The term "weapon of mass destruction" has meant things like grenades, flamethrowers, and improvised explosives for at least a century in law. The term is defined in every state's gun laws, and has nothing to do with NBC weapons. Bush's use of it to describe chemical weapons, which is the first time many people heard the term, was non-standard. (Basically, it's been clear for as long as there have been gun laws that they don't include the right to make arbitrary improvised weapons, and during the "bomb throwing anarchist" years ~100 years ago these laws were given real teeth.)

          • by Creepy (93888)

            According to wikipedia [wikipedia.org], the term wasn't even coined until the late 1930s in regards to the Nationalist bombing of Guernica with help from the German Luftwaffe and Italian Aviazione Legionaria, likely in fear that the Spanish civil war would spill over into another World War (and it pretty much did). If I remember correctly this was the first major case of "terror bombing" where civilian populations were intentionally targeted to break resistance rather than strategic bombing where resources and manufacturin

          • by DarkTempes (822722) on Friday June 28, 2013 @03:01PM (#44135865)
            Bullshit. It was objectively standard for chemical weapons to be considered weapons of mass destruction way before Bush ever used the term.
            For example:
            1972 UN Treaty http://disarmament.un.org/treaties/t/sea_bed/text
            1998 CNN article http://www.cnn.com/ALLPOLITICS/stories/1998/12/16/transcripts/clinton.html
            Or a billion other examples that are easy to find if you search any news or legislative archive.

            And I used the government code web search for California, Louisiana, and Massachusetts to look up your state law claim. Only Louisiana had any law with a reference to "mass destruction" and that was most definitely not about simple explosives.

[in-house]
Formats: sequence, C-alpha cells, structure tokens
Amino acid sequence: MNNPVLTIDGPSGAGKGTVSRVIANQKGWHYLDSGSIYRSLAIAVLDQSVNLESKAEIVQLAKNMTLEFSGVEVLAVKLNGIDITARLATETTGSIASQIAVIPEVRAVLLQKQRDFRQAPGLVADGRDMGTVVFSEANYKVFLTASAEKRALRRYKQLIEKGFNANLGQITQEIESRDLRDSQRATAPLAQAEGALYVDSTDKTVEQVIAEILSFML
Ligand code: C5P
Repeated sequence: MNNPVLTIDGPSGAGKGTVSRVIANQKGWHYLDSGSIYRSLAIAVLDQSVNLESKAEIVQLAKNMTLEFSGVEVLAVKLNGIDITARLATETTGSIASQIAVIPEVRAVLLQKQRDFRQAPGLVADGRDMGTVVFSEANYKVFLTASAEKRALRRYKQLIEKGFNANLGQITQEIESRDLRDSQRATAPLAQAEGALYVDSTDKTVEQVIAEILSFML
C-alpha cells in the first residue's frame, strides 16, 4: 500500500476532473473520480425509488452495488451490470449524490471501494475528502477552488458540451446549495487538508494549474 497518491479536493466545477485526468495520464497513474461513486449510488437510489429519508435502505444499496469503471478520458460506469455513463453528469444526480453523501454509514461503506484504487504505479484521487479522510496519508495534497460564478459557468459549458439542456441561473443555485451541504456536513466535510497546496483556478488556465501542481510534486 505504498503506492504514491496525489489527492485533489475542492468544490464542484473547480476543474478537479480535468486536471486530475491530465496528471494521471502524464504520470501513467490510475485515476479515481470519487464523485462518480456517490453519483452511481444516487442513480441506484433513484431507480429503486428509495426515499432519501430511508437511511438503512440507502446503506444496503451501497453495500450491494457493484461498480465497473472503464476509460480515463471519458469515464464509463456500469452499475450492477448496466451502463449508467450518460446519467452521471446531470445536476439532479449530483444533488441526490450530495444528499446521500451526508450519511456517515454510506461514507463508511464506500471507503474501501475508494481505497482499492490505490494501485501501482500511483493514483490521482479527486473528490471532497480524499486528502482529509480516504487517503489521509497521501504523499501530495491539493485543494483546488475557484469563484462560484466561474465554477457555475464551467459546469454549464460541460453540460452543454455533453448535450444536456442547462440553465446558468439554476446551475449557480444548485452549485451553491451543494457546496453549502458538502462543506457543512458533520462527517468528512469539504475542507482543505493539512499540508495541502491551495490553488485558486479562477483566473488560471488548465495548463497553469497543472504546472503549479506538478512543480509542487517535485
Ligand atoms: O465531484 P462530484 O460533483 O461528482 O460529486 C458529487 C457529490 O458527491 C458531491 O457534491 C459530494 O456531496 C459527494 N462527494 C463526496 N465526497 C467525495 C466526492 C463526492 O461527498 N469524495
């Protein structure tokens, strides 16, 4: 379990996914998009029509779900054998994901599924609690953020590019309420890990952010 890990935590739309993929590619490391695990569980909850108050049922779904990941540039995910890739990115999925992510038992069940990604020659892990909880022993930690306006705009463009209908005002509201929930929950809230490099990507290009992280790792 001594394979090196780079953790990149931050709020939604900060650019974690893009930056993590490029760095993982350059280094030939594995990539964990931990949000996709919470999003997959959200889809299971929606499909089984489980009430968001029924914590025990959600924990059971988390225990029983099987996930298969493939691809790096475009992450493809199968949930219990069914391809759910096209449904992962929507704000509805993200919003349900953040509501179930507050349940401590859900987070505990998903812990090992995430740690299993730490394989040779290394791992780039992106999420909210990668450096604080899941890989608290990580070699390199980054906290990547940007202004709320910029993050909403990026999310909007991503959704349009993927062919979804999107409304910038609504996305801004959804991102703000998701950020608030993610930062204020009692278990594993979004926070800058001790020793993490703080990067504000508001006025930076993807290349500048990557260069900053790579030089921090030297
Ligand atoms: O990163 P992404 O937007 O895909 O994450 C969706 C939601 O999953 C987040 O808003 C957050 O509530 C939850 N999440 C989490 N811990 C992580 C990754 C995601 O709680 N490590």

So for a typical West Coast, East Coast, and Southern State there is no mention of Weapon of Mass Destruction and certainly not in the ridiculous manner of the federal law that says that a potato gun is a WMD ("any destructive device as defined in section 921 of this title"->"expel a projectile by the action of an explosive or other propellant, and which has any barrel with a bore of more than one-half inch in diameter").

            It's so broad that they had to specifically mention that shotguns are not WMDs! Absurd.
          • The term "weapon of mass destruction" has meant things like grenades, flamethrowers, and improvised explosives for at least a century in law. The term is defined in every state's gun laws, and has nothing to do with NBC weapons. Bush's use of it to describe chemical weapons, which is the first time many people heard the term, was non-standard.

            Um, no. You've got it precisely all fucked up and backwards.

            The term WMD has been applied to nuclear, chemical, and biological weapons since the end of WWII -

        • by interkin3tic (1469267) on Friday June 28, 2013 @02:18PM (#44135325)
          I kind of suspect this is just a PR move by local politicians, the prosecutors, the district attorney or whoever (not familiar with goverment structure).